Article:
In 2013, the IRS has proposed regulations which further clarify employer shared responsibility, specifically the requirement of employers with at least 50 full-time and/or full-time equivalent employees to offer affordable healthcare coverage with a minimum level of coverage or pay a penalty.
1. Employers must determine if they need to offer a minimum level of healthcare coverage.
According to the regulations, each year, employers will need to determine if they must offer healthcare coverage with a minimum level of coverage or pay a penalty by averaging the number of employees they employ across months in the year, which accounts for fluctuations in the workforce. If the average is 50 or more full-time equivalent or full-time employees, the employer must offer healthcare coverage or pay a penalty.
There is a $2,000 penalty for each full-time employee not covered by the plan beyond the first 30 full-time employees. There are additional large penalties for coverage that is not deemed to be “affordable.”
2. Employers must use a specific calculation method to determine how many full-time/full-time equivalent employees it has.
The proposed regulations also offer a calculation method for determining how many full-time and full-time equivalent employees an organization has.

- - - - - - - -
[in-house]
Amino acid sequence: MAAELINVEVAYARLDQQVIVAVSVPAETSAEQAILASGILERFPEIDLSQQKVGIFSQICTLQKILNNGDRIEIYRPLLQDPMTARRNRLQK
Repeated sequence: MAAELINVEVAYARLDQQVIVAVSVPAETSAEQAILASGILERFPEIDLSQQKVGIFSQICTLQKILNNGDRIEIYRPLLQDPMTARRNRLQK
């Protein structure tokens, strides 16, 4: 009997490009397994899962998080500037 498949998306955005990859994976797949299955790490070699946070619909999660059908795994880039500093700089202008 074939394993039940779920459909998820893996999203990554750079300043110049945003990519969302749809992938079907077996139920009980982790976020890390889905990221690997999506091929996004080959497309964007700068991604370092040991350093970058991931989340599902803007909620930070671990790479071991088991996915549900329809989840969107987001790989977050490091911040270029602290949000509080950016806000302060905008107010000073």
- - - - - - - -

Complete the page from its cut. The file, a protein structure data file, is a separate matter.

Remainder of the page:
- Employers need to calculate the total number of hours of service per month for all employees who were not employed an average of 30 hours of service per week for that month.
- Employers should divide the total hours of service by 120 to yield the number of full-time equivalent employees employed in a given month.
- Employers should add the number of full-time employees (those working 30 hours or more each week) to the number of full-time equivalent employees.
*If employees in excess of 50 FTEs were seasonal workers for a period of no more than 120 days, an employer is not subject to the shared responsibility requirement.
3. A calculator will be provided for employers to use to determine if they meet affordable healthcare coverage requirements.
In addition, the regulations state that the IRS and Department of Health and Human Services will provide a calculator for employers to use to determine if they meet the “affordable healthcare coverage” requirements.
Health coverage is considered affordable if the plan has a single employee premium no more than 9.5% of the employee’s household income. Additionally, a healthcare plan must meet the requirement of minimum essential coverage when the policy pays out at least 60% of the actuarial value of the covered benefits (Source: Buckingham, Doolittle & Burroughs, LLP).
Please note that by providing you with research information that may be contained in this article, ERC is not providing a qualified legal opinion. As such, research information that ERC provides to its members should not be relied upon or considered a substitute for legal advice. The information that we provide is for general employer use and not necessarily for individual application.